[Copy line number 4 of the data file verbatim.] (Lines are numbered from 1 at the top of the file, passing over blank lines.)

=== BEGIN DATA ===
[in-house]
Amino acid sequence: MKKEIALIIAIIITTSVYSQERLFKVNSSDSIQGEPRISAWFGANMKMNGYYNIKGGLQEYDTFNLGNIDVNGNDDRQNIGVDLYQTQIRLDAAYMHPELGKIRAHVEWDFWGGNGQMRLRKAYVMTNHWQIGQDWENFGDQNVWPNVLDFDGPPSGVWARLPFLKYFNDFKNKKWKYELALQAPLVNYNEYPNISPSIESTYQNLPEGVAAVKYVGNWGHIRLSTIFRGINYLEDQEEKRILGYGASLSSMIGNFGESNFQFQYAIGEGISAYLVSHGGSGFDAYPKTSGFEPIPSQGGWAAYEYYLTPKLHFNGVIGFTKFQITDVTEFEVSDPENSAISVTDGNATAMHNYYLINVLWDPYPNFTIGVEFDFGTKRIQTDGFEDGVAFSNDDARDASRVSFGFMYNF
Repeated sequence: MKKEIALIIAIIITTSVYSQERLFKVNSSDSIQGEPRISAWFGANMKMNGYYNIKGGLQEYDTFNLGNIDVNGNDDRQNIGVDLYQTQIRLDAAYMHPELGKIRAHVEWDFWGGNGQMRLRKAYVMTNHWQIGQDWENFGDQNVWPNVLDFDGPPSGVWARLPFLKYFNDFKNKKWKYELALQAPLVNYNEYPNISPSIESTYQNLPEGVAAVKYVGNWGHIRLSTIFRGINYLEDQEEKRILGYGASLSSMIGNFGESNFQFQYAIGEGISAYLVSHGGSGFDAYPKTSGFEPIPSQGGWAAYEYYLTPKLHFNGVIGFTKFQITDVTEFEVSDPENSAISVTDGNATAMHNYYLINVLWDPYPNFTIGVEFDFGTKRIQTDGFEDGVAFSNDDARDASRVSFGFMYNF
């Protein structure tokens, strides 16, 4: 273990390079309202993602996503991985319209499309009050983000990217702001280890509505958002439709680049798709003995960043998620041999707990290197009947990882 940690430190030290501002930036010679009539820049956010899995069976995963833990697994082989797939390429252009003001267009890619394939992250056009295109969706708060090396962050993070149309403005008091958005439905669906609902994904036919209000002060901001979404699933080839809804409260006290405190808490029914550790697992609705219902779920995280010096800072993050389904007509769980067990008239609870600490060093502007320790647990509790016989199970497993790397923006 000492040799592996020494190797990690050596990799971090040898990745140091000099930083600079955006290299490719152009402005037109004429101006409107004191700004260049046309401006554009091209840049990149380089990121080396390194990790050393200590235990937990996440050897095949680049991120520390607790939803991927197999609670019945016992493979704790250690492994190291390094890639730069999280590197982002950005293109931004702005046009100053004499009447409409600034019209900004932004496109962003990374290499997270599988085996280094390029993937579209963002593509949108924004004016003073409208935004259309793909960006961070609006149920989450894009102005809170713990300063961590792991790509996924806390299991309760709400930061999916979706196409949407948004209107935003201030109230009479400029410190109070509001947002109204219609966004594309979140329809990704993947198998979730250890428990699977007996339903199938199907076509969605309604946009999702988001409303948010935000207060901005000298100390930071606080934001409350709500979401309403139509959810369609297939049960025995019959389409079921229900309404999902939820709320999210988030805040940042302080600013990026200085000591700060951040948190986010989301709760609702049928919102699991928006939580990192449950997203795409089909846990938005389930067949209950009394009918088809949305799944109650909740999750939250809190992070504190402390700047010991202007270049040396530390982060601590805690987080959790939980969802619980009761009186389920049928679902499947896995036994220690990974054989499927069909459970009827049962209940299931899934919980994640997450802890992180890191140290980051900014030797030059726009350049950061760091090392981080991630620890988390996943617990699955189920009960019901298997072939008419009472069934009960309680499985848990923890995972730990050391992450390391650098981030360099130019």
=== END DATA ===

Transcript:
């Protein structure tokens, strides 16, 4: 273990390079309202993602996503991985319209499309009050983000990217702001280890509505958002439709680049798709003995960043998620041999707990290197009947990882 940690430190030290501002930036010679009539820049956010899995069976995963833990697994082989797939390429252009003001267009890619394939992250056009295109969706708060090396962050993070149309403005008091958005439905669906609902994904036919209000002060901001979404699933080839809804409260006290405190808490029914550790697992609705219902779920995280010096800072993050389904007509769980067990008239609870600490060093502007320790647990509790016989199970497993790397923006 000492040799592996020494190797990690050596990799971090040898990745140091000099930083600079955006290299490719152009402005037109004429101006409107004191700004260049046309401006554009091209840049990149380089990121080396390194990790050393200590235990937990996440050897095949680049991120520390607790939803991927197999609670019945016992493979704790250690492994190291390094890639730069999280590197982002950005293109931004702005046009100053004499009447409409600034019209900004932004496109962003990374290499997270599988085996280094390029993937579209963002593509949108924004004016003073409208935004259309793909960006961070609006149920989450894009102005809170713990300063961590792991790509996924806390299991309760709400930061999916979706196409949407948004209107935003201030109230009479400029410190109070509001947002109204219609966004594309979140329809990704993947198998979730250890428990699977007996339903199938199907076509969605309604946009999702988001409303948010935000207060901005000298100390930071606080934001409350709500979401309403139509959810369609297939049960025995019959389409079921229900309404999902939820709320999210988030805040940042302080600013990026200085000591700060951040948190986010989301709760609702049928919102699991928006939580990192449950997203795409089909846990938005389930067949209950009394009918088809949305799944109650909740999750939250809190992070504190402390700047010991202007270049040396530390982060601590805690987080959790939980969802619980009761009186389920049928679902499947896995036994220690990974054989499927069909459970009827049962209940299931899934919980994640997450802890992180890191140290980051900014030797030059726009350049950061760091090392981080991630620890988390996943617990699955189920009960019901298997072939008419009472069934009960309680499985848990923890995972730990050391992450390391650098981030360099130019």